10 rules for high school sports parents to follow

By Joe Frollo | Posted 9/3/2015

One word can raise the ire of most high school coaches:


All mean well. Most act well. Some, though, can drive a team apart and ruin what potential was there for their children.

Tim Warsinskey has covered high school sports for 21 years in Cleveland, Ohio, and is a high school sports parent himself. He recently shared 10 tips on Cleveland.com with his fellow sports parents to take into account before yelling their heads off at officials, threatening to transfer schools if they don’t get what they want or stalking outside locker rooms to “give that coach a piece of my mind.”

  • Have no expectations. Parents who go into a child’s freshman year thinking, “He or she is going to be a star,” are most often in for a disappointment. What an athlete does on the freshman and junior varsity team also is of little importance as teenage bodies and interest change so much during those high school years. Some of the best players in junior high and freshman year often have the advantage of hitting puberty early.
  • Give your kid space. Enjoy the successful moments from afar, and let teenagers deal with disappointments in their own way. Don’t get wrapped up in wins and losses. A parent’s job is to be supportive at all times.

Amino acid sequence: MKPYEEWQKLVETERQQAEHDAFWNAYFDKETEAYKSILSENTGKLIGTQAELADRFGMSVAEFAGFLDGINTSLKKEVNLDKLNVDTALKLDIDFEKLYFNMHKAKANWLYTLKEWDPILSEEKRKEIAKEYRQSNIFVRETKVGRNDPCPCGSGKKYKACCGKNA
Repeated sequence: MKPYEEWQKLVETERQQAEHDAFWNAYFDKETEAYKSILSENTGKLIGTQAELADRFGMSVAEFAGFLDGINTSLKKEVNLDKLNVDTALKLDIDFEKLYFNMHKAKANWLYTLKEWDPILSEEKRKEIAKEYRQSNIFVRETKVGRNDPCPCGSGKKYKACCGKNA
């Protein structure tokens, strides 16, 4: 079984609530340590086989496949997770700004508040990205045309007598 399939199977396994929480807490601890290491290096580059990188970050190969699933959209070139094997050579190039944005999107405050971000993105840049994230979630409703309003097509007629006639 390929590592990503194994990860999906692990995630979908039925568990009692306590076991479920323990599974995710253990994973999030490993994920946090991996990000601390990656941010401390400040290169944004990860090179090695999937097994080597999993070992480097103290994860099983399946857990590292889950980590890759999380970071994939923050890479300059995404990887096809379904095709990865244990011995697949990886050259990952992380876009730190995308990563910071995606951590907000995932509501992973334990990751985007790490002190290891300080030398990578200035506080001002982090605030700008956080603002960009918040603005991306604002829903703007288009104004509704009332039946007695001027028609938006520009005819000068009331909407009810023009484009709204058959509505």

• Have an objective view. This one is hardest for most moms and dads. Some parents build their kids up beyond where talent can actually take them. Most of the time, athletes know better than parents what their ceilings are.
  • Empower children to make decisions. Dealing with adversity is an important lesson, but there will come a time in every athlete’s life when he or she has to limit what they are doing or walk away from sports entirely. For some, that comes in high school. Don’t encourage quitting in-season, but respect what the child is saying.
  • Grades really are No. 1. The chances a high school athlete gets a college scholarship are almost nil, but failing that ninth-grade history test really can set a student back when it comes to college. It’s especially important for student-athletes to keep the grades up and maintain pace with the NCAA Clearinghouse.
  • Don’t ignore injuries. Injuries are real. So is mental and physical fatigue. Playing hurt can damage a team’s success as well as the longterm health of the athlete.
  • Let your child fight his own battles. Whether it is playing time or other issues, teens need to learn how to deal with adults. Parents need to become involved when bigger issues arise – bullying, hazing, inappropriate behavior, etc.
  • Support the team. Don’t wait to be asked to volunteer, and don’t tie your service to your child’s playing time. Get to know other parents. Make the experience positive from the stands, no matter what is going on below.
  • Understand competition. This is not Little League where everyone gets to play. There will be disappointment, heartache and unfairness. And unless a season ends in a championship, it will end in defeat. Every kid will make mistakes. The coach will yell at your child on occasion. It’s OK. Your child will be fine.
  • Enjoy the ride. It will go by fast. Hug your kid a lot.